Considerable attention is paid to the mechanism of feedback, with the essential dos and don’ts clearly explained. Several chapters focus specifically on feedback from customers, based on the realisation that especially customer enthusiasm is a powerful source of flow within an organisation. Who doesn’t go home with a spring in their step when they’ve received a compliment from a customer?
The author points out that many companies leave enthusiastic customers ‘standing in front of an empty stage’ and he provides a framework for organising this differently. The many tangible examples Vogelaar mentions in the book are convincing and they also stimulate you to get to work directly (in operational or strategic terms). The reader is definitely given plenty of practical tips for developing themselves, the team or the organisation as a whole. That makes Flow particularly enjoyable to read – it is written to activate.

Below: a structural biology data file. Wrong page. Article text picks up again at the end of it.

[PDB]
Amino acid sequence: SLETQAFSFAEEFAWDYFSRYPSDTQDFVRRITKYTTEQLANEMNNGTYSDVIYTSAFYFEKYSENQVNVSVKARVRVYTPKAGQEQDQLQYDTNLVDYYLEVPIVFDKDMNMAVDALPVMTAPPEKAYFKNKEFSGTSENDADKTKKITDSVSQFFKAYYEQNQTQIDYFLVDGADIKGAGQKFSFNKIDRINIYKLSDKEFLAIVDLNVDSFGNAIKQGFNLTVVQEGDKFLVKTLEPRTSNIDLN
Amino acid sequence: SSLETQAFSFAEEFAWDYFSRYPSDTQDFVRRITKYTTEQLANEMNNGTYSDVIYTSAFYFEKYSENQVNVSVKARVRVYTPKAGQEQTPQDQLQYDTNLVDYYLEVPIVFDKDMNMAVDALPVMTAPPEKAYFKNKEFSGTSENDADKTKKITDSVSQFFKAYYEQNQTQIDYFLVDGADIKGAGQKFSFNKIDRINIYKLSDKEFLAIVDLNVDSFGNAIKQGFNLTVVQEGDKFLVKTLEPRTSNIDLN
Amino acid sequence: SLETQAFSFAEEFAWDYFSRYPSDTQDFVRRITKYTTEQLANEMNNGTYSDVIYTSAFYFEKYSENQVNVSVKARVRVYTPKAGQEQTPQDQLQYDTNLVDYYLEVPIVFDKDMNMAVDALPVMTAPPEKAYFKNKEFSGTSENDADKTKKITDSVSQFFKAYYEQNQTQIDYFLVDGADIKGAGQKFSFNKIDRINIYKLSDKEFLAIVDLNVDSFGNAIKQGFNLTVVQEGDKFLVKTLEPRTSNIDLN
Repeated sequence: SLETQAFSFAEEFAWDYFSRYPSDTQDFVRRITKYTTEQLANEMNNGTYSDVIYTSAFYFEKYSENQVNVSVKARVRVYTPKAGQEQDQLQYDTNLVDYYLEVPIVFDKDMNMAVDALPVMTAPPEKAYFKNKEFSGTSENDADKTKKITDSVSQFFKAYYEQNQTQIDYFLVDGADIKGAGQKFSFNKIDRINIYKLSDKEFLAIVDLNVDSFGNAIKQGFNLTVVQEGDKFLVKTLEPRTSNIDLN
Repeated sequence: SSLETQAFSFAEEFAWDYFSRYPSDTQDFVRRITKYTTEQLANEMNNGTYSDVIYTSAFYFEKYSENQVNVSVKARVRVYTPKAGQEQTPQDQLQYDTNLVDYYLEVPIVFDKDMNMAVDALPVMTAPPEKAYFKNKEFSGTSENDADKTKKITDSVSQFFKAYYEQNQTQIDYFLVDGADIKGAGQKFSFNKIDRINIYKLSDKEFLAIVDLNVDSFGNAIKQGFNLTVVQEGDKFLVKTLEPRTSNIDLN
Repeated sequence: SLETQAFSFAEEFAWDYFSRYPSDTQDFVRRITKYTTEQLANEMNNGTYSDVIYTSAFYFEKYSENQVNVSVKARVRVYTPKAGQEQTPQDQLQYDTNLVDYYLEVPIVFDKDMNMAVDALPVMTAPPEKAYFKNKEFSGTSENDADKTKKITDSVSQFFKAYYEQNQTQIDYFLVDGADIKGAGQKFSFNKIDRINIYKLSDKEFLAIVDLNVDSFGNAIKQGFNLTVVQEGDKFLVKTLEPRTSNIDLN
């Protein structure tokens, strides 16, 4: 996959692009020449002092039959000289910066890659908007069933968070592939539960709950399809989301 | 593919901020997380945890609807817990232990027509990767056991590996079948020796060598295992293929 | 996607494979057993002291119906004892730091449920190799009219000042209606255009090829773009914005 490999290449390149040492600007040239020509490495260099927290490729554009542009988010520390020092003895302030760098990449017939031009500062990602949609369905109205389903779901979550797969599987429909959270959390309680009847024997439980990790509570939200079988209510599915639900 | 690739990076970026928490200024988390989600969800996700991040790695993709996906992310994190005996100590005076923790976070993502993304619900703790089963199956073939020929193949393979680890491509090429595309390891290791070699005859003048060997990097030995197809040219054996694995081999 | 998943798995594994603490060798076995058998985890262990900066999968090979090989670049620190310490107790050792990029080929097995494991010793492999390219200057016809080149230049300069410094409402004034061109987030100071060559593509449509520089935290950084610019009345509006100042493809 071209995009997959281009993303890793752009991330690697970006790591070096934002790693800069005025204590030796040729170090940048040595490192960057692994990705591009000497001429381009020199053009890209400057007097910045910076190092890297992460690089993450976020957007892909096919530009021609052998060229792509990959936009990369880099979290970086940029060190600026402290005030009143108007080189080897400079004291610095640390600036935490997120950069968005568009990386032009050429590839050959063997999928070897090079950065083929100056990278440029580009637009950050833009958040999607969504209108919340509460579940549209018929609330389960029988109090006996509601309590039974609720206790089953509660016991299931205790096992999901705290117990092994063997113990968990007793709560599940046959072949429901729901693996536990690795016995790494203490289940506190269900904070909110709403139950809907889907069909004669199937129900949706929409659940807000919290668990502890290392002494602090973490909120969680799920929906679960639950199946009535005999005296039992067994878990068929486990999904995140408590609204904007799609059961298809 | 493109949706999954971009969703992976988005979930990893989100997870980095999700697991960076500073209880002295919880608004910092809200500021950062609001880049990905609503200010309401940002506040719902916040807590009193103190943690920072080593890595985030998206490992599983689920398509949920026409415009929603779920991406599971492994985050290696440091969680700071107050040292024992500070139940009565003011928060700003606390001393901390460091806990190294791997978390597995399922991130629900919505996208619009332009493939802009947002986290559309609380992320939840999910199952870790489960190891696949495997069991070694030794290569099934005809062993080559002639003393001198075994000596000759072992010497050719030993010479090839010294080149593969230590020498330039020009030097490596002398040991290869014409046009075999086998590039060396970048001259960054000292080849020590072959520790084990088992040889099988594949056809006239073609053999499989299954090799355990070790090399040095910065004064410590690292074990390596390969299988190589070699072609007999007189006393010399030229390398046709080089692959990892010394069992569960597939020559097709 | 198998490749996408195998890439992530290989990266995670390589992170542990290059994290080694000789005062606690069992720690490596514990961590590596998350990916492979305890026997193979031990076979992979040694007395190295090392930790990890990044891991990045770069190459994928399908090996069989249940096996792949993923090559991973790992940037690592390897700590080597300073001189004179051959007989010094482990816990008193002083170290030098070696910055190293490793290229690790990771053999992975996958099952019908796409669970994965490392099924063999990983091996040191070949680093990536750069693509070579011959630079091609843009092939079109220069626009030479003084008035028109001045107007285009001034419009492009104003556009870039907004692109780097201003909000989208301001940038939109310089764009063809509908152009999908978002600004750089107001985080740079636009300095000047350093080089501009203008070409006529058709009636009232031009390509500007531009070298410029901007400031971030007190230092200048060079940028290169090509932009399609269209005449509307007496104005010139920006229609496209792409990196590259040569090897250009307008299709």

The good thing about this book in general is that it touches on the ‘spirit of the times’. Faith in the Homo Economicus (Adam Smith) or maximisation of productivity (Frederick Taylor) as guiding principles is declining. Vogelaar presents the Homo Enthusiasticus as an opposite way of thinking. This paradigm in concerned with what you could call the inside: aspects such as intrinsic motivation, development, collaboration, the desire to do meaningful work. As a result, Flow touches directly on the experience economy we are widely observing.
Apart from that, the strength of the book, in my opinion, is its broad relevance and its applicability to all sorts of employees in organisations. Flow provides guidelines for members of teams, line managers and HR. But certainly also for higher management, when it’s about choosing enthusiasm as the driving force to make the organisation strong and innovative from the inside. In this context, there is a quote from the book that touches the essence for me: ‘companies would do well to help employees to be more optimistic’.
Stef ten Dam